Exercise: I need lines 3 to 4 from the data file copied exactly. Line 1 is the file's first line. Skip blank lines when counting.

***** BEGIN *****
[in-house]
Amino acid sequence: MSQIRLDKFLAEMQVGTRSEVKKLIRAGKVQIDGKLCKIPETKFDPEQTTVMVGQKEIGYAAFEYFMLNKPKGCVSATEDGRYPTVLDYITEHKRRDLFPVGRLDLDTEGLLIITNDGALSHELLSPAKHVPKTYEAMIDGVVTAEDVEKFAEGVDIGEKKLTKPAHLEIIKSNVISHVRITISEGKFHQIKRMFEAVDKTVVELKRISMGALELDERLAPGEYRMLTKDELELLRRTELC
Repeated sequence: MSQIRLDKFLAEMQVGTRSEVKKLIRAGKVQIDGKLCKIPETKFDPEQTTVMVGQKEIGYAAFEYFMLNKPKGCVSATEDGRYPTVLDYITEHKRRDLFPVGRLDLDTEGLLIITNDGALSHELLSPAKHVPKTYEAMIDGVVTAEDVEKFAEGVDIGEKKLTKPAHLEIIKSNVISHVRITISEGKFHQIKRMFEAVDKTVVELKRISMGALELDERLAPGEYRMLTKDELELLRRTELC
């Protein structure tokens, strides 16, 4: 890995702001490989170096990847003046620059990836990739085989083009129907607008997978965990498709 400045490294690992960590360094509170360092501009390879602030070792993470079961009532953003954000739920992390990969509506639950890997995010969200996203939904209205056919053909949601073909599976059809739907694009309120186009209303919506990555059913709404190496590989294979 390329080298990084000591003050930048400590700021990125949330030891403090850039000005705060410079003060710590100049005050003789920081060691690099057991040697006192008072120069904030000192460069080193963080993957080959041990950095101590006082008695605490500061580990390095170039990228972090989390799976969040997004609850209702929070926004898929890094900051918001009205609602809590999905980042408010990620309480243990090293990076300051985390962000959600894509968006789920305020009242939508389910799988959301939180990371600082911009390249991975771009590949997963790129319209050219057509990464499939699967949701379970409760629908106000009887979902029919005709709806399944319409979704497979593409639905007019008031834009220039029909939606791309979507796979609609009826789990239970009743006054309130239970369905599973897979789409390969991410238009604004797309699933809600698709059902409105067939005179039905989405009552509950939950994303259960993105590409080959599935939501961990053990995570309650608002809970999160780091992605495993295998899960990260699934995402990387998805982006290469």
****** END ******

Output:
Repeated sequence: MSQIRLDKFLAEMQVGTRSEVKKLIRAGKVQIDGKLCKIPETKFDPEQTTVMVGQKEIGYAAFEYFMLNKPKGCVSATEDGRYPTVLDYITEHKRRDLFPVGRLDLDTEGLLIITNDGALSHELLSPAKHVPKTYEAMIDGVVTAEDVEKFAEGVDIGEKKLTKPAHLEIIKSNVISHVRITISEGKFHQIKRMFEAVDKTVVELKRISMGALELDERLAPGEYRMLTKDELELLRRTELC
């Protein structure tokens, strides 16, 4: 890995702001490989170096990847003046620059990836990739085989083009129907607008997978965990498709 400045490294690992960590360094509170360092501009390879602030070792993470079961009532953003954000739920992390990969509506639950890997995010969200996203939904209205056919053909949601073909599976059809739907694009309120186009209303919506990555059913709404190496590989294979 390329080298990084000591003050930048400590700021990125949330030891403090850039000005705060410079003060710590100049005050003789920081060691690099057991040697006192008072120069904030000192460069080193963080993957080959041990950095101590006082008695605490500061580990390095170039990228972090989390799976969040997004609850209702929070926004898929890094900051918001009205609602809590999905980042408010990620309480243990090293990076300051985390962000959600894509968006789920305020009242939508389910799988959301939180990371600082911009390249991975771009590949997963790129319209050219057509990464499939699967949701379970409760629908106000009887979902029919005709709806399944319409979704497979593409639905007019008031834009220039029909939606791309979507796979609609009826789990239970009743006054309130239970369905599973897979789409390969991410238009604004797309699933809600698709059902409105067939005179039905989405009552509950939950994303259960993105590409080959599935939501961990053990995570309650608002809970999160780091992605495993295998899960990260699934995402990387998805982006290469």